Jewish Evangelism: the Lessons of History

Finally in our dialogue with our Jewish neighbours we look to the patterns and lessons from Jewish history as interpreted by the Hebrew Scriptures. Thinking about the catastrophe that befell Israel in 70 A.D. when the Temple was destroyed and the people of Judea scattered through all the world, I would like to make two points.

The first point involves the promises of God made to Israel through the prophets. The promise was made over and over again that God would bring Israel back from the lands of their captivity after the disaster of 586 B.C., and would raise up the Davidic Messiah under whom they would finally find peace and security. Thus Isaiah 51:11f: “The ransomed of Yahweh shall return and come to Zion with singing; everlasting joy shall be upon their heads; they shall obtain joy and gladness, and sorrow and sighing shall flee away…Behold, I have taken from your hand the cup of staggering; the bowl of My wrath you shall drink no more, and I will put it into the hand your tormentors”. Thus Isaiah 60:9f: “The coastlands shall wait for Me, the ships of Tarshish first, to bring your sons from far, their silver and gold with them, for the Name of Yahweh your God, and for the Holy One of Israel, for He has glorified you. Foreigners shall build up your walls, and their kings shall serve you, for in My wrath I smote you, but in My favour I have had mercy on you.” Thus Jeremiah 3:14f: “Return, O faithless children, says Yahweh, for I am your master. I will take you, one from a city and two from a family, and I will bring you to Zion. And I will give you a shepherd after My own heart who will feed you with knowledge and understanding. At that time Jerusalem shall be called the throne of Yahweh, and all nations shall gather to it”. Thus Jeremiah 30:3f: “Behold, days are coming, says Yahweh, when I will restore the fortunes of My people Israel and Judah, and I will bring them back to the land which I gave to their fathers, and they shall take possession of it. Strangers shall no more make servants of them, but they shall serve Yahweh their God and David their king whom I will raise up for them”. Thus Ezekiel 37:21: “Thus says the Lord Yahweh: Behold I will take the people of Israel from the nations among which they have gone and will gather them from all sides and bring them to their own land and one king shall be king over them all…My servant David shall be king over them, and they shall all have one shepherd…They shall dwell in the land where your fathers dwelt that I gave to my servant Jacob; they and they and their children and their children’s children shall dwell there forever, and David My servant shall be their prince forever”.

The promise, plan, and progression are clear—after the return from the Babylonian exile Israel is regathered to the Promised Land, where the Davidic King Messiah reigns over them, and under his rule Israel is finally safe from future threat. Note: the return from the Babylonian exile forms the background for this regathering and Messianic safety. If Jesus was the promised Messiah and if the Kingdom of God was not of this world (as He taught), then all was fulfilled as the prophets foretold: after the Babylonian exile, Israel returned to their land, the Messiah came on time, and established a Kingdom of transcendent spiritual peace. But if Jesus was not the Messiah—if the Messiah is still yet to come—then the words of the prophets proved false, for the Messiah did not come on time after the Babylonian exile. After the Babylonian exile, Israel was indeed regathered after the catastrophe of 586 B.C. but then yet was again scattered after the even greater catastrophe of 70 A.D. This post-70 A.D. thus represents the terminus ad quem for the coming of the Messiah. For the prophets did not simply promise that God would send the Messiah, but them He would send the Messiah after the return from the Babylonian captivity.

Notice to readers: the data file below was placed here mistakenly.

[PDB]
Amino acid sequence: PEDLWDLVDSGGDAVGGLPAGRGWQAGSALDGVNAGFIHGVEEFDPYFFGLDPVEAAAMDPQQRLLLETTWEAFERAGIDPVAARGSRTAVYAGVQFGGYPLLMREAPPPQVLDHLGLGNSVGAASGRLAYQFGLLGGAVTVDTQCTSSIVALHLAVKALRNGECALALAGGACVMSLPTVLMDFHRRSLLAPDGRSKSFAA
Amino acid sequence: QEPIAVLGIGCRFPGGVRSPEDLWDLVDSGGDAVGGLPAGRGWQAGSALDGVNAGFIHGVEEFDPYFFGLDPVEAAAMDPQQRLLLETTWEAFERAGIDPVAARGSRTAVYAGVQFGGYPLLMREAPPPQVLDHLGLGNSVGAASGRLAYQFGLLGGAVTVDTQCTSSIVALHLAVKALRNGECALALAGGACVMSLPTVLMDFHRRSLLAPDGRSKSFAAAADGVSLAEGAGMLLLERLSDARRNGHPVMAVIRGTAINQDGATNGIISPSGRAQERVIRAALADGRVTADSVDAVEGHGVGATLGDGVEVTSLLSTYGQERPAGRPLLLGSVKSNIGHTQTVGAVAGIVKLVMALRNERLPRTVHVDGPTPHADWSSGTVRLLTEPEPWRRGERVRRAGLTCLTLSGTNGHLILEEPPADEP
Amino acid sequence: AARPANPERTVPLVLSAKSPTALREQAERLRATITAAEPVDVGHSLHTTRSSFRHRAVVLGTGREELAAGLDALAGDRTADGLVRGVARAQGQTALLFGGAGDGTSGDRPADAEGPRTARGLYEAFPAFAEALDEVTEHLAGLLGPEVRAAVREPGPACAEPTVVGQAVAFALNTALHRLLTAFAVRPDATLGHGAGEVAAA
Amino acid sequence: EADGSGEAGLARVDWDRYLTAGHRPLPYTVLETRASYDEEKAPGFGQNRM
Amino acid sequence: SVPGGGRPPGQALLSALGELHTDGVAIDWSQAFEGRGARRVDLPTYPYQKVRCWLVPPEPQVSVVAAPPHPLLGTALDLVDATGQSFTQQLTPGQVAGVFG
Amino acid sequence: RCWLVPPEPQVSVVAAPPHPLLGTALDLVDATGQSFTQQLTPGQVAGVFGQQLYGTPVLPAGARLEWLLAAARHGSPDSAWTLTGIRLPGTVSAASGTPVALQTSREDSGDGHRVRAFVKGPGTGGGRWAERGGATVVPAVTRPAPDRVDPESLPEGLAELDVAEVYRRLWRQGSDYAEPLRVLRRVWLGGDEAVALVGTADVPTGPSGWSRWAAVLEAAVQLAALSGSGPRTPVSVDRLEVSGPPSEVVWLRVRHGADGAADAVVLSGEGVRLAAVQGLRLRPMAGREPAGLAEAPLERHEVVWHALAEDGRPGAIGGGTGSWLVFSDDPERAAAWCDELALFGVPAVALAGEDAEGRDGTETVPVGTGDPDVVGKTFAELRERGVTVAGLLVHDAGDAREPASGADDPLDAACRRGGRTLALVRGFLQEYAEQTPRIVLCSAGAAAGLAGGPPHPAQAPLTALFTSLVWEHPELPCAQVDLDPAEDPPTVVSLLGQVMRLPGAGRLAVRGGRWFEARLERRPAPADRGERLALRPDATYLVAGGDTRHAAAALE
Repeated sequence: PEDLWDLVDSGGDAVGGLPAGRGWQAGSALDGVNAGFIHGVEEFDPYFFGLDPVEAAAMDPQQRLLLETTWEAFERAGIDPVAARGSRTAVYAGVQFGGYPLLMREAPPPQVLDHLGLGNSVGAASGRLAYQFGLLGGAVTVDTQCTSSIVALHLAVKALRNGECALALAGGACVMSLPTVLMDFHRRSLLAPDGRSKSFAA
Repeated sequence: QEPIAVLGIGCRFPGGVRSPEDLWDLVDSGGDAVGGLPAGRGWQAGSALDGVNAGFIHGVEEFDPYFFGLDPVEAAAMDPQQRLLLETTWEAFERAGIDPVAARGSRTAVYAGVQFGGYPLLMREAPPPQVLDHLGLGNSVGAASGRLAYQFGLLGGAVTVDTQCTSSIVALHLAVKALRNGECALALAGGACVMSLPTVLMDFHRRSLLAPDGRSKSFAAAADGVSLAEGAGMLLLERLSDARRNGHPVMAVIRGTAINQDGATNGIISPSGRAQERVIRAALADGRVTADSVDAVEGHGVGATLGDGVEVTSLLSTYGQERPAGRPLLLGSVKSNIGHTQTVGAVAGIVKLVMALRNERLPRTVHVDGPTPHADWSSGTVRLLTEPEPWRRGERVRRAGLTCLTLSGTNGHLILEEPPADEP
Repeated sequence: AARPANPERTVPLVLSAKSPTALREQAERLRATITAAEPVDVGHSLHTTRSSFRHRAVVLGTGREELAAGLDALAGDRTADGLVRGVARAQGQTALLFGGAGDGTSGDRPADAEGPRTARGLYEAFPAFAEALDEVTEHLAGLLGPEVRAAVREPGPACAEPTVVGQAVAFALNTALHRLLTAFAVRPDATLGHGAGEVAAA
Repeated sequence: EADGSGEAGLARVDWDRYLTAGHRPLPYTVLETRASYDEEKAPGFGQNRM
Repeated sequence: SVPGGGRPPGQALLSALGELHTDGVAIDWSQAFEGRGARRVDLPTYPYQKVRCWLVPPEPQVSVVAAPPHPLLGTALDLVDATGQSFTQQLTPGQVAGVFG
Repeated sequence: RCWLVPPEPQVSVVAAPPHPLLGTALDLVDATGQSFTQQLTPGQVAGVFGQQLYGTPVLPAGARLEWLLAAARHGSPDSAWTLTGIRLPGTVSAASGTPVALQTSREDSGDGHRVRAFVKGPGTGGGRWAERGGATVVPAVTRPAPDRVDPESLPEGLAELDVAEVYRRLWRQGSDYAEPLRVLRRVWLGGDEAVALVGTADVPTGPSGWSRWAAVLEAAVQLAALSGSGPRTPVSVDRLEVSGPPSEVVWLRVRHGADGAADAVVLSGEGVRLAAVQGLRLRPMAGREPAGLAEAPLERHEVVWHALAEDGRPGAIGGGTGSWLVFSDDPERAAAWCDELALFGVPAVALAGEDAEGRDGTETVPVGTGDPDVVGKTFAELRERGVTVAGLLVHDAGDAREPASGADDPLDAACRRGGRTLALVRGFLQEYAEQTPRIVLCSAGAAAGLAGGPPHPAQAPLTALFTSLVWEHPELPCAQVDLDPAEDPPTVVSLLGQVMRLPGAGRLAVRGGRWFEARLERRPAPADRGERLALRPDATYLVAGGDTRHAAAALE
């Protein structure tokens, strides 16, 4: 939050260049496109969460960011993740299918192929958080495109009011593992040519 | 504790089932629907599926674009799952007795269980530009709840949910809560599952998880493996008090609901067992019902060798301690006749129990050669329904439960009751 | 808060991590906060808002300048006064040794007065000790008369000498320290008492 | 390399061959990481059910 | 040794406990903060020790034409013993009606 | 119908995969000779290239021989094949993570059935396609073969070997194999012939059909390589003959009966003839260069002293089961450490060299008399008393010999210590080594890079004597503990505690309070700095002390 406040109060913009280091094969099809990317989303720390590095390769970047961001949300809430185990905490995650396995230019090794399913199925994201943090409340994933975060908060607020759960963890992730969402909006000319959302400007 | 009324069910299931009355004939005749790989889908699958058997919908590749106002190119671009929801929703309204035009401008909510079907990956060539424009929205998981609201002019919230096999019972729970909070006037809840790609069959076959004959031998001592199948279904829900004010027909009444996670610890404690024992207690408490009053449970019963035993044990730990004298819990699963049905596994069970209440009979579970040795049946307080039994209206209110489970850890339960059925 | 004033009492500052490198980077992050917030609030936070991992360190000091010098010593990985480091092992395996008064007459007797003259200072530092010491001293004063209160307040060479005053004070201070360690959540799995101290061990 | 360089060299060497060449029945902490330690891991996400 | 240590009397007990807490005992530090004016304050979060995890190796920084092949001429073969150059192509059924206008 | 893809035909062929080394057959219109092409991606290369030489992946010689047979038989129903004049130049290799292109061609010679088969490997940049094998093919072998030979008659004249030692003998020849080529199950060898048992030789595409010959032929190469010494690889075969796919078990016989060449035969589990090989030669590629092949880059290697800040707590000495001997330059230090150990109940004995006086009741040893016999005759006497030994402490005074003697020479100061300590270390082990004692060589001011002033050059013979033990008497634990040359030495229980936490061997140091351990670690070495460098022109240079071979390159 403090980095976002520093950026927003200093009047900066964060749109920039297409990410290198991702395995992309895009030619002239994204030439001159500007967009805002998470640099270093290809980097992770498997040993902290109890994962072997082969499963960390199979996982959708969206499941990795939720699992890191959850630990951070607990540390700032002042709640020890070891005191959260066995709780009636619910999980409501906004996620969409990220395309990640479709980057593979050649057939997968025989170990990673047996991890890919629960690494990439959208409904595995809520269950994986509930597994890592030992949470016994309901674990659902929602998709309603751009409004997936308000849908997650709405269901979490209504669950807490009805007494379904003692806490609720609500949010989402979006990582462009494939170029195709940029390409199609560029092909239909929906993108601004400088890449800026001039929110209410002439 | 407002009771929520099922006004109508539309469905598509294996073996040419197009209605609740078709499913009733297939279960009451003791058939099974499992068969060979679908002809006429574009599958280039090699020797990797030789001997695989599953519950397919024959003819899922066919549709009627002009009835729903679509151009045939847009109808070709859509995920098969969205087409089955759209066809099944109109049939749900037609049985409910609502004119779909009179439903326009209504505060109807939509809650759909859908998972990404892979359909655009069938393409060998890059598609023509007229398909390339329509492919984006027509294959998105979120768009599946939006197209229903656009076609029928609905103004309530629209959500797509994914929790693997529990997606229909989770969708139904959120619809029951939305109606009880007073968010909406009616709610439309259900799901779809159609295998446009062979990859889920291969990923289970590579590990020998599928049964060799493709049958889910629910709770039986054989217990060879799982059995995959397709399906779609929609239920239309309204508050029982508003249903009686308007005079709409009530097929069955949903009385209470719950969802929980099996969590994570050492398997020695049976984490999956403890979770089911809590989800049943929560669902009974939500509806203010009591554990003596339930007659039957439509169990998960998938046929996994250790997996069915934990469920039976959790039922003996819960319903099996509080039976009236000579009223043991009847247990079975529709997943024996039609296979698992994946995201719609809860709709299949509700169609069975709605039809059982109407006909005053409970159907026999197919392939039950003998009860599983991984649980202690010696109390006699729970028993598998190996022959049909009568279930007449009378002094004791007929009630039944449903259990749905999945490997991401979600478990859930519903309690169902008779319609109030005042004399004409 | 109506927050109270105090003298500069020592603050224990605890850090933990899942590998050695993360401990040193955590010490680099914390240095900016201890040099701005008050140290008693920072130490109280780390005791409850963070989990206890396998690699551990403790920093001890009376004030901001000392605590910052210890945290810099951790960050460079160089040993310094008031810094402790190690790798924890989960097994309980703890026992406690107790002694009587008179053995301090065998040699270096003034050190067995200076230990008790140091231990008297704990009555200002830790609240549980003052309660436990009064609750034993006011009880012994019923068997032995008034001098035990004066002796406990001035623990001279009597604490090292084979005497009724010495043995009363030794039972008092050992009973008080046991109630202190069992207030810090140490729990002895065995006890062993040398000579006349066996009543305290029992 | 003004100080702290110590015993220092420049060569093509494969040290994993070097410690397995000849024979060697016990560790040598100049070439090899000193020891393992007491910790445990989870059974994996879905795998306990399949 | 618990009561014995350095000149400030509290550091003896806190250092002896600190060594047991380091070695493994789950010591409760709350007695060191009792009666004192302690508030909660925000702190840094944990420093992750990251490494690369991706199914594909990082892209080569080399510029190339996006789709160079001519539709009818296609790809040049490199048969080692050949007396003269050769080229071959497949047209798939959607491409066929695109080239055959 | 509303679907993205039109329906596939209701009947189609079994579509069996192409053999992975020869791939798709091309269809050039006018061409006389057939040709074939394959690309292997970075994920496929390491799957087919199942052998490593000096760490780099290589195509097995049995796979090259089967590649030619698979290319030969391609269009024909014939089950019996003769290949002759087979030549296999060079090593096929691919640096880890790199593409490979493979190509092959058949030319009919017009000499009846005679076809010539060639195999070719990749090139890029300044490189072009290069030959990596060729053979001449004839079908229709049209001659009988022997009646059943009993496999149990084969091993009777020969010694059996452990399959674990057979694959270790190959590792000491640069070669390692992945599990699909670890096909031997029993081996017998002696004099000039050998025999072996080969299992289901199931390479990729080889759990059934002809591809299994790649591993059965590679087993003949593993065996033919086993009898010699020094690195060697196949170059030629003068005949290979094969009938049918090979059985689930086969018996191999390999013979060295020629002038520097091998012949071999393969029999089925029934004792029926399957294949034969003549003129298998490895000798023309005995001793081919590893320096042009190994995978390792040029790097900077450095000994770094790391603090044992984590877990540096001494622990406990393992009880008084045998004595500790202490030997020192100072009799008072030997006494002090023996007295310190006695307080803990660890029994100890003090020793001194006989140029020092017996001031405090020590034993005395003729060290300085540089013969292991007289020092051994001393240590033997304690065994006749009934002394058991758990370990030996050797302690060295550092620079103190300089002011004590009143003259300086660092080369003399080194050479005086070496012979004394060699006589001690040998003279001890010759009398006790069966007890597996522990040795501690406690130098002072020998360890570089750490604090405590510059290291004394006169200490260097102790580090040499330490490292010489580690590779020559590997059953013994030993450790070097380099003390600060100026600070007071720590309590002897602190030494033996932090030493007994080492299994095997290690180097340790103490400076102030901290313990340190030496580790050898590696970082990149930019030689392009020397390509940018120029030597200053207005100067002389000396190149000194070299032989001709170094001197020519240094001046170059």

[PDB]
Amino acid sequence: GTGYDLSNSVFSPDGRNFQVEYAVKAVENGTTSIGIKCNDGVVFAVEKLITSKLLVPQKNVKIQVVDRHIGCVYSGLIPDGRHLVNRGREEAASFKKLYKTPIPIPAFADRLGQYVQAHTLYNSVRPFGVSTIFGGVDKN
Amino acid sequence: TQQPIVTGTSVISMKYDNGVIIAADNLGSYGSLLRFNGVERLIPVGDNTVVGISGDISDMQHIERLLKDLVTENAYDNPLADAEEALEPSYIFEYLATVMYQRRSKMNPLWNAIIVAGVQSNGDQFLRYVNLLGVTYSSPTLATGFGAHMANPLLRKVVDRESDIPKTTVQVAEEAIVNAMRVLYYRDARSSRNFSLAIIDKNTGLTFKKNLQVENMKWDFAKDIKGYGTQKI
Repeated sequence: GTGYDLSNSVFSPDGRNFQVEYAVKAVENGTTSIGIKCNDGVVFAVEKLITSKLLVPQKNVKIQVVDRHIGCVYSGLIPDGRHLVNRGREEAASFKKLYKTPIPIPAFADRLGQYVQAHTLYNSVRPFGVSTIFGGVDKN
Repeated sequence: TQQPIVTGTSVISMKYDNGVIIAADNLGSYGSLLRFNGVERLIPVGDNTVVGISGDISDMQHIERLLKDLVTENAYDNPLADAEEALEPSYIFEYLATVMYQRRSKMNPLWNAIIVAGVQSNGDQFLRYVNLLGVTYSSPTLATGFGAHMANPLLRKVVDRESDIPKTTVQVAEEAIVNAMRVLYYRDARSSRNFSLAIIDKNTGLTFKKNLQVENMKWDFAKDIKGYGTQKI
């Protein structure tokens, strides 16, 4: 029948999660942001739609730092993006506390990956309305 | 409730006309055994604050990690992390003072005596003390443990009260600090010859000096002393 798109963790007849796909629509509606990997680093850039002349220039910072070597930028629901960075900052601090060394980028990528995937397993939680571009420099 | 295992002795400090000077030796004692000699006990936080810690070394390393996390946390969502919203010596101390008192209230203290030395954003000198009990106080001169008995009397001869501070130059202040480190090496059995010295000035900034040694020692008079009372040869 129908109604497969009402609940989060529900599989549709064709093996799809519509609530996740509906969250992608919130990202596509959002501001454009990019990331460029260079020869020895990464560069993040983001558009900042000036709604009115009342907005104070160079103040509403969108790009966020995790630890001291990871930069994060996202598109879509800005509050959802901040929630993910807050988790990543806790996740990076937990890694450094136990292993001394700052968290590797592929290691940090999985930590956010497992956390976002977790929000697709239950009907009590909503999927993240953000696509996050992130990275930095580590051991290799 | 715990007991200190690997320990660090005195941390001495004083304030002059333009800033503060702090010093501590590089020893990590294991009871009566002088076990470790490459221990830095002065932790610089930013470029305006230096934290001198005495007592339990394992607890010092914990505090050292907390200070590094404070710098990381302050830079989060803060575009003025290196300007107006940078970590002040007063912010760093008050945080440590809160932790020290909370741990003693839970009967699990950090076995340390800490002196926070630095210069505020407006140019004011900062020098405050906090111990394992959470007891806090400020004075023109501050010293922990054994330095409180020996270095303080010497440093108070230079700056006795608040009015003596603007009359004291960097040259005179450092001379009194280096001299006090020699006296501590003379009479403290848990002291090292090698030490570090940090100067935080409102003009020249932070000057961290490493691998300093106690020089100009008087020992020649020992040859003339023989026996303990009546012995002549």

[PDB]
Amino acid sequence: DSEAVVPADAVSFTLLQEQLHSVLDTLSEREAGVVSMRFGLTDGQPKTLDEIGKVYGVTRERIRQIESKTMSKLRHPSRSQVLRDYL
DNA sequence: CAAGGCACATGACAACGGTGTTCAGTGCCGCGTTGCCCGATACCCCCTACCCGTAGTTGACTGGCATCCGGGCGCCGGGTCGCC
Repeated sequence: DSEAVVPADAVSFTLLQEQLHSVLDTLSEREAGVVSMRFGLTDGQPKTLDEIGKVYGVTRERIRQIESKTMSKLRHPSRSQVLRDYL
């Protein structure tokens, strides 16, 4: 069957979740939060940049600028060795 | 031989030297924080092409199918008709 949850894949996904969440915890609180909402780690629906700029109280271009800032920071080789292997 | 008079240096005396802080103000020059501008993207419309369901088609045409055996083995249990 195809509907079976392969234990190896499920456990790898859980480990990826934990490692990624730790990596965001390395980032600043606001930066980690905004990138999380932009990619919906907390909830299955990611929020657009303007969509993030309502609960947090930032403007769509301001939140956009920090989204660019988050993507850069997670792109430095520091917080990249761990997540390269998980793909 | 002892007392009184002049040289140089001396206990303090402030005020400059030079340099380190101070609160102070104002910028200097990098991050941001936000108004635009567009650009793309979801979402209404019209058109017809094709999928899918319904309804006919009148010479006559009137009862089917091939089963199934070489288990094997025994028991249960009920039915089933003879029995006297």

The second point involves the cause of the catastrophe of 70 A.D. when the Temple was razed, Jewish nationhood lost, and its people led captive to all nations (Luke 21:23-24). The Law of Moses contains God’s covenant with Israel, and in this covenant God promised to bless His people with prosperity, security, victory, and peace if they would obey Him (Deuteronomy 28:1-14). He also promised that if they disobeyed Him and broke His covenant, He would curse them, sending upon them drought, famine, pestilence, and defeat, culminating in the scattering of the nation to the four corners of the earth (Deuteronomy 28:15-68)—indeed, God would “scatter them among all peoples, from one end of the earth to the other” (v. 64). This theme and threat was the constant theme of the prophets: obedience would bring prosperity and security, while disobedience would bring disaster and exile.

The events of 586 B.C. proved the truth of the prophets’ words and the reality of the divine threat. Israel disobeyed God, filling the land with injustice and turning from God to idols, and for these sins God allowed the Babylonians to destroy the Temple, destroy their nation, and take the majority of the people into exile. This exile lasted until 538 B.C., when under Cyrus the Persian as many as wanted to could return home to begin to rebuild the shattered nation and its Temple.

Given this covenant with its cause-and-effect of obedience leading to victory, and disobedience leading to defeat the question arises regarding the cause of the unprecedented defeat of 70 A.D.—specifically what disobedience, rebellion, and sin could have caused that catastrophic defeat. A view of history which excludes the cause-and-effect promised in the Mosaic covenant will not seek any spiritual cause at all, but will root the disaster solely in political and military concerns. But as we have seen, Israel was not like the other nations, and its fortunes were determined by their obedience or disobedience to their covenant Lord. So, the question remains: what disobedience in Israel prior to 70 A.D. could have caused that disaster?